Would you be shocked if someone told you most unions were extremely politically active during the 2020 general election and the following Georgia senate runoff races? No. You’d probably laugh in the face of anyone who tried to tell you otherwise.
It might very well surprise you, though, to discover that not every union member wants it to be this way. Many — perhaps most — union members expect their hard-earned dues dollars to be spent exclusively to improve wages, benefits and working conditions, not line the pockets of candidates 3,000 miles away and embrace causes that have nothing to do with workplace concerns.
If you’re a member of SEIU 1000, the largest union of state employees in California, and happy with your union’s spending habits, you’re the exception, not the rule.
Back in November, SEIU Local 1000 bragged on Facebook that SEIU “turned out the vote” by making 39 million calls, 80 million texts, and knock(ing) on 2 million doors. It’s unclear if those numbers refer specifically to SEIU Local 1000 or the union nationwide, but members weren’t having it regardless.
“How much money??” one woman demanded, referring to how much dues money was spent paying canvassers to knock on doors and make phone calls.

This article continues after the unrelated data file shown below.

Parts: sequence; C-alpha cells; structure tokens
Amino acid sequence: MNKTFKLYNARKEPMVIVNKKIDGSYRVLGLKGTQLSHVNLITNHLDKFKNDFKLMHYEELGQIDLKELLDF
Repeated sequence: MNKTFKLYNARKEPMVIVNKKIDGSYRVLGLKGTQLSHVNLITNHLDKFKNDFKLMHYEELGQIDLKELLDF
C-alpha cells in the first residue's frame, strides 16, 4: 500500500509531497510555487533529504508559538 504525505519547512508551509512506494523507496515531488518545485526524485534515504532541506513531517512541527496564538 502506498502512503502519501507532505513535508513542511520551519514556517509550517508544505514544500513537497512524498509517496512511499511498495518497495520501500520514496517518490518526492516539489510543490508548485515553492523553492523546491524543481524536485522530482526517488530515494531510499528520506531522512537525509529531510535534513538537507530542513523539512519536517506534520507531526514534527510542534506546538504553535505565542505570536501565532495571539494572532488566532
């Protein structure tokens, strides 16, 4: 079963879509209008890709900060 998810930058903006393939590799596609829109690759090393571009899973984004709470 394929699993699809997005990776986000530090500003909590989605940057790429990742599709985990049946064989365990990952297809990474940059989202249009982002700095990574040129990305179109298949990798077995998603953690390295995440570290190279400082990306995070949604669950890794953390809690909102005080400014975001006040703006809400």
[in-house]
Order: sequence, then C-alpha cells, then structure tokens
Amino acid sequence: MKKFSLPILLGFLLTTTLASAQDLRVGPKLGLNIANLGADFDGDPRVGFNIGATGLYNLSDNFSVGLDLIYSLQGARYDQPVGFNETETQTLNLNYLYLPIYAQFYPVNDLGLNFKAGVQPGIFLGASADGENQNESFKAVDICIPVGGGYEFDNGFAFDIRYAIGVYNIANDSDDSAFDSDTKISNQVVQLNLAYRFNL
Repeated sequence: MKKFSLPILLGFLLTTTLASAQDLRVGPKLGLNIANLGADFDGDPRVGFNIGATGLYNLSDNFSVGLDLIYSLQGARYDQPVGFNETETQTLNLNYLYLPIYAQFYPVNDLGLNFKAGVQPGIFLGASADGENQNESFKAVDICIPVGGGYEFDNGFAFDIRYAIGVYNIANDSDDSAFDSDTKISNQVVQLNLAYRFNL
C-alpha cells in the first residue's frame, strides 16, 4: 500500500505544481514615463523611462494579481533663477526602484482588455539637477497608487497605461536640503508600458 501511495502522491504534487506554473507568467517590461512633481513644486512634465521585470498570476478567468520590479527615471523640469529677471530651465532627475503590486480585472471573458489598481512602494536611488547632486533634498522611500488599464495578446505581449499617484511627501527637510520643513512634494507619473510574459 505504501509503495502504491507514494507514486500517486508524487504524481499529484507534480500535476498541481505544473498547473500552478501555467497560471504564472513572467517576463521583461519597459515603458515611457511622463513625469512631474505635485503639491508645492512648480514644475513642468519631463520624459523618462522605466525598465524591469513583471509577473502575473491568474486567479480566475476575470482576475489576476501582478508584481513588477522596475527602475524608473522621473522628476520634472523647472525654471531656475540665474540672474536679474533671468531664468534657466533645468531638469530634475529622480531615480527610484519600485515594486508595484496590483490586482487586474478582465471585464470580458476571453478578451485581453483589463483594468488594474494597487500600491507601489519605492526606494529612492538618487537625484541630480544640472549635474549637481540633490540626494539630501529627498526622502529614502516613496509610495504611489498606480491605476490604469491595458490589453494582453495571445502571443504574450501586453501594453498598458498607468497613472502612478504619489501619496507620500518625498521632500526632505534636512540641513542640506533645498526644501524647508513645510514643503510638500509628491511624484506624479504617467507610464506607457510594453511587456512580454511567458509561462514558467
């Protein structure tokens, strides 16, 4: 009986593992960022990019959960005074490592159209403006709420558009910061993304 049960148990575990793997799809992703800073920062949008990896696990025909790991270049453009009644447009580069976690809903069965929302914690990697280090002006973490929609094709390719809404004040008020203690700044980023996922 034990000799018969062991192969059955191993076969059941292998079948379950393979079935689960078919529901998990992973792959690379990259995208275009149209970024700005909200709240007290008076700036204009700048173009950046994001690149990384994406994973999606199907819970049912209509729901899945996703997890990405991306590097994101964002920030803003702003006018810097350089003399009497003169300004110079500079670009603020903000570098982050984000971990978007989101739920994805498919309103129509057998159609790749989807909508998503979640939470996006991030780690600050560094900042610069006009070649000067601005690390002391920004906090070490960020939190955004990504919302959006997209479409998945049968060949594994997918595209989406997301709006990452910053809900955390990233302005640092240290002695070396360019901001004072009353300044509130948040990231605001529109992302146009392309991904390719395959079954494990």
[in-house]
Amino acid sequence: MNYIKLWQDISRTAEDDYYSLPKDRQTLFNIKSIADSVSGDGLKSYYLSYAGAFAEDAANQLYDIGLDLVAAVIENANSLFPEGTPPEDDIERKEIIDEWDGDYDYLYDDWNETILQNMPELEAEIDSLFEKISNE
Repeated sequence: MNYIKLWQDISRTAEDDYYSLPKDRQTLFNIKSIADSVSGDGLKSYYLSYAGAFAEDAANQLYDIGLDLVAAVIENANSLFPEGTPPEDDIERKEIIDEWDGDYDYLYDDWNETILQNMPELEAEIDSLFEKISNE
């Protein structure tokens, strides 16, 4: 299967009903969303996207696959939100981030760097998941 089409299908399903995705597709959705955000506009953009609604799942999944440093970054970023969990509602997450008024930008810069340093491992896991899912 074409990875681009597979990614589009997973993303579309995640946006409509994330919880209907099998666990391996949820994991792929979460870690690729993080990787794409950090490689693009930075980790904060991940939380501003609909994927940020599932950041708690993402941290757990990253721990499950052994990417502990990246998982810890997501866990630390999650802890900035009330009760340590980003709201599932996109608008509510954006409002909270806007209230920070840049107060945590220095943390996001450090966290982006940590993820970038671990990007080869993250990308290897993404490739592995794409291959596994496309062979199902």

“You have failed to protect your own members. Go home,” SEIU 1000 member said.
“You wasted your time OUR time and OUR money fighting for this, you freaking losers!” thundered yet another outraged union member. “This is why you guys have people opting out left and right. You guys are absolutely worthless!!”
While unions are widely known to participate in national electoral politics, the next example is a bit odder. SEIU Local 1000 was also active in the Georgia Senate runoff races and used its membership as a phone bank to campaign for liberal politicians across the continental United States.
One SEIU 1000 member asked, “This is what my union dues are going towards?” while posting a screenshot of the request by SEIU Local 1000.
Yup, that’s what your union dues are going toward.
Even if you expect SEIU’s national office to have a hand in local politics, you couldn’t possibly understand how a local branch of SEIU could involve itself in national politics all the way across the country. But if you’ve been following the saga of SEIU 1000, which has lost thousands of members over the last year, you might not be surprised.
“Tell me what SEIU is endorsing so I can do the opposite” has never felt like a better piece of advice, and we couldn’t agree more.